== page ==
photo: The Right Honourable Édouard Thibaudeau Rinfret, Chief Justice of Canada and the first President of the Canadian Association, kneeling in the presence of Cardinal Paul Émile Léger. In the background, Count Robert W. Keyserlingk and Mr. Quintin J. Gwyn. Standing next to Cardinal Léger, Canon Emmett G. Carter, Chaplain of Magistral Grace and future Cardinal Archbishop of Toronto.
The Canadian Association was incorporated as a not-for-profit corporation by federal charter on January 27, 1953. The first seven knights formed its first Board of Directors. Chief Justice Thibaudeau Rinfret was elected the first President while Mr. Quintin J. Gwyn was elected Chancellor. Mr. Gwyn would later become President before serving as the Order’s Grand Chancellor in Rome.
The idea of a Canadian Association of the Order of Malta was first raised in 1948, on the occasion of Quebec’s Eucharistic Congress when two Italian members of the Pontifical Household, both Knights of Malta, attended on Cardinal Rodrigue Villeneuve, Archbishop of Quebec and Primate of Canada, who was the Papal Legate. They were Count Nicolà Nasalli Rocca and Avv. Dott. Alberto Garabelli (†1959). These two gentlemen belonged to the Grand Priory of Rome. Dr. Garabelli traveled from Quebec City to Montreal, duly mandated by the Grand Magistry “to institute inquiries about the possibility of forming a Canadian Association”. He met with several eminent Canadian Roman Catholic personalities, among them, Count Robert W. Keyserlingk and Mr. Quintin Jermy Gwyn.
Since a minimum number of seven knights was needed in order to create a national association, Doctor Garabelli returned to Canada in 1952 and admitted in gremio religionis the following seven Canadian personalities: the Right Honourable Édouard Thibaudeau Rinfret, Chief Justice of Canada (†1962), Colonel Thomas Guerin (†1963), Mr. Quintin J. Gwyn (†1994), Count Robert W. Keyserlingk (†1990), Lieutenant-Colonel J. Darley LeMoyne (†1976), Mr. Daniel de Yturralde y Orbegoso (†1980), and Mr. Desmond Clarke (†1976).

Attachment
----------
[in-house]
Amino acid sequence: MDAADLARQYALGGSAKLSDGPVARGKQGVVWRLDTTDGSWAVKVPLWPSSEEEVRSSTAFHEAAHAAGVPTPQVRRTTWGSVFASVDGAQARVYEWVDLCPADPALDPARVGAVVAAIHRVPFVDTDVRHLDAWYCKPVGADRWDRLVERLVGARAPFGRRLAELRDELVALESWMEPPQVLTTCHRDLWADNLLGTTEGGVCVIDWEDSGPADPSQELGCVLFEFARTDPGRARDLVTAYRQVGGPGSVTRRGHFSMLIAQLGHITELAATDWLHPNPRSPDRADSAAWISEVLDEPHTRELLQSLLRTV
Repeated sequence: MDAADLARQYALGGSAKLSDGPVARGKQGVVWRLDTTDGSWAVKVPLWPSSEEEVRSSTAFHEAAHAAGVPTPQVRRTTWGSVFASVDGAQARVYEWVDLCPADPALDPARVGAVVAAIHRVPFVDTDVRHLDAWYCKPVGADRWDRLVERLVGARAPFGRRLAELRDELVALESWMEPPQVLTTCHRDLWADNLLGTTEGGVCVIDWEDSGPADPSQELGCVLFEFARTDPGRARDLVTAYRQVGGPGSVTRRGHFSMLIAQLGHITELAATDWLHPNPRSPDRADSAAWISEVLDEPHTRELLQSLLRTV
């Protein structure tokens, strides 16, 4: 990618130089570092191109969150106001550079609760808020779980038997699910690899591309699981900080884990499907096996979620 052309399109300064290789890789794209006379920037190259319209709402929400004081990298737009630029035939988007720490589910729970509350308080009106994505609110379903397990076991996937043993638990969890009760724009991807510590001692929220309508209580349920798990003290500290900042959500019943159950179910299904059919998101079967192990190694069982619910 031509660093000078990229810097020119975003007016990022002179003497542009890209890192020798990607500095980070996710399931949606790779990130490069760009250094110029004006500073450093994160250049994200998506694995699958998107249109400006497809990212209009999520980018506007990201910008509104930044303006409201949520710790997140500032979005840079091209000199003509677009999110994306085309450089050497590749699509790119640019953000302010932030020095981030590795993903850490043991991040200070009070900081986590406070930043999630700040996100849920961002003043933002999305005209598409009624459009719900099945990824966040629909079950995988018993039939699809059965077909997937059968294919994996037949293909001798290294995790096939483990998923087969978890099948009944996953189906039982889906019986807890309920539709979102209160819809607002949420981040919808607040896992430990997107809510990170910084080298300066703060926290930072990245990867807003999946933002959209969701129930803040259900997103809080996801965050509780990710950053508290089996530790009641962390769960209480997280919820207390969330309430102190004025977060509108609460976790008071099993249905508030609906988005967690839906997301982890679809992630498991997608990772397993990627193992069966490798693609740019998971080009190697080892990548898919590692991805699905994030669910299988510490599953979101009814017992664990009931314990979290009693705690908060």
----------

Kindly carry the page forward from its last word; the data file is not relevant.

Appropriately enough, the new Association’s first public act was a mass said in the chapel of the Université de Montréal by Monsignor Olivier Maurault, p.s.s., PA, CMG, President of the University and Conventual Chaplain of the Order (†1968), whom Cardinal Carter described as “one of the outstanding founders of the Order in Canada.”
In his homily, the distinguished prelate and academic recalled the words of Pope Pius XII 10 with respect to the Order, namely that, long before nations had established international organizations, the Order had gathered men from eight different countries in order to consecrate them to the defense of spiritual values: peace, faith, justice and social justice.
Commenting on the foundation of the Canadian Association, a Montréal newspaper wrote: “The first activity undertaken by the Canadian Association was the creation of a corps of Auxiliaries, willing to dedicate themselves to help the many charitable institutions and organizations.” (Translation) The Auxiliaries Committee was headed by Mrs. William Van Horne, née Hannan (†1987), who had been admitted as a Dame of Magistral Grace in 1953.
In 1954, Paul-Émile Cardinal Léger (†1991), Archbishop of Montréal, was admitted, in Rome, as a Bailiff Grand-Cross of Honour and Devotion, the first of this rank in Canada. In the presence of Frà Antonio Hercolani Fava Simonetti, Lieutenant of the Grand Magistry ad interim, Cardinal Léger said: “
The dignity that the Order of Malta confers on me today is not an ordinary decoration. The star of the Knights of Malta shines with a particular brightness in the storied past, and if the modern world followed its light, it would again find a haven of peace...
The Canadian Association will be host a number of activities during this year to commemorate this significant milestone along with the 900th anniversary of Pope Pascal II’s bull Pie postulatio voluntatis, the most important document in the history of the Order of Malta. It recognized, and gave blessing and support to, our Order as a religious institute, and very importantly exempt the Order from any authority, civil or ecclesiastic, other than the Pontiff himself.